Denied a Credit Card? 4 Things to Do If You’re Turned Down for Credit
In a world where credit cards are accepted everywhere and pre-approved credit card offers are run-of-the-mill, you may mistakenly view credit as a basic entitlement. But if you apply for a credit card only to receive a rejection letter a couple of weeks later, this experience will snap you back to reality.
Credit isn’t a basic right, but credit card companies do have the right to turn down your request if you don’t meet their minimum requirements. Although a rejection may hit hard and cause you to back away from credit, you shouldn’t give up easily. There is a reason for the rejection. And the sooner you understand this reason, the sooner you can correct the problem and qualify for a credit card.
Here are four steps to take after you’ve been turned down for a credit card.
1. Read your rejection letter carefully
The credit card company will send a letter that states the specific reason for rejecting your application within 10 days. Due to frustration, some people read the first two sentences of the rejection letter – just enough to know that they were denied – and then toss the letter aside. However, these letters state the specific reason(s) for denial, such as high debt utilization, negative items and insufficient personal income. You can’t fix your credit problem if you ignore the reason behind the rejection.
2. Request a free copy of your credit report
If a credit card company rejected your application due to credit-related issues like late payments or too many existing debts, you’re entitled to a free copy of your credit report to ensure the accuracy of information in your report. You can contact each of the three credit bureaus – Experian, TransUnion and Equifax – to request a free copy, or order your report from AnnualCreditReport.com.
Once your credit report arrives, meticulously comb each entry and check for inaccurate statements that could have triggered your rejection. For example, a creditor may have mistakenly reported a negative item on your report, or an unknown account may appear on your report. You have 60 days after a rejection to request a free credit report. Write the credit bureaus to dispute or request the remove of any inaccurate information.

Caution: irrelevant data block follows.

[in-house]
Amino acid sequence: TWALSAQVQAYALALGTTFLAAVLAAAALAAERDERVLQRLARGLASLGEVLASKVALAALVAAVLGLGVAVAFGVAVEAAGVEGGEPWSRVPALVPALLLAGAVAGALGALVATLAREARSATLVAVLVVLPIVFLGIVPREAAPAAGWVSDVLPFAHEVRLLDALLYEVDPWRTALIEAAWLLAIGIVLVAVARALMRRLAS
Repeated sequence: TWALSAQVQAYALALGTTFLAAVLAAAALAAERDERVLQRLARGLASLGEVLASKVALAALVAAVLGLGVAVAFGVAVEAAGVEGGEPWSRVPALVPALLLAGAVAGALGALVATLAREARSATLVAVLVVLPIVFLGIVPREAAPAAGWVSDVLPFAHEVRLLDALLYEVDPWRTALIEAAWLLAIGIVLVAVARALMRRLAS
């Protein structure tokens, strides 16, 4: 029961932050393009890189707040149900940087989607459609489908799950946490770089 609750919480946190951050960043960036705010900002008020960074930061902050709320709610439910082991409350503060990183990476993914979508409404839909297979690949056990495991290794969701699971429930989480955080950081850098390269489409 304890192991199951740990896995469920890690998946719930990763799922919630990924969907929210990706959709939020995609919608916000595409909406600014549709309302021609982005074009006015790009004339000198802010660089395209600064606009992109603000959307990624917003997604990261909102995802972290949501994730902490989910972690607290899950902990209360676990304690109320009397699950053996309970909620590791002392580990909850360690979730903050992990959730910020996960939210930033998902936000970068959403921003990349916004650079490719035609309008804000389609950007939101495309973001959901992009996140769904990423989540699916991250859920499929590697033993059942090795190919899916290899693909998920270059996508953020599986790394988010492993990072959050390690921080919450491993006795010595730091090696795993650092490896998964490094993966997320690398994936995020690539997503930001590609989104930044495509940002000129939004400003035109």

3. Apply for a different type of credit card
No prior credit history can also trigger a credit card rejection, which is ironic since you need credit to build credit. When applying for first-time credit, you might submit an application for a major unsecured credit card issued by a large bank. But in all honesty, these creditors aren’t that accepting of newbies. They might give you a credit card, but it may not be the credit card you want.
If you’re turned down for an unsecured credit card due to lack of credit history, a secured credit card is your best bet. Other than the fact that a secured credit card requires a minimum security deposit between $300 and $500, they work just like traditional credit cards. You can use secured credit cards anywhere Visa and MasterCard are accepted, and in most cases your credit card issuer will report your account activity to the credit bureaus (call the issuer beforehand to make sure this is the case). This builds your credit history and creates future opportunities for an unsecured credit card.
But this isn’t your only option. While a secured credit card gives you access to credit with no prior credit history, there’s also the option of a retail store card. These types of credit cards require no security deposit, but have high interest rates and low credit limits. Plus, your shopping is limited to a single store. However, retail store cards feature relaxed credit requirements, thus a good choice for first time credit card applicants.
4. Repair your credit
Some people conveniently blame a credit card rejection on credit report errors or lack of credit history. But oftentimes, denials simply result from bad credit habits. Late payments, missed payments, high debts, collection accounts and credit judgments can kill your credit score and stop approvals.
Work on repairing your credit and hold off on future credit card applications until you’ve increased your credit score. Pay your bills on time every month. If necessary, enroll in automatic bill pay or set payment reminders. Develop a plan to pay down your existing balances, and contact old creditors to settle judgments and collection accounts.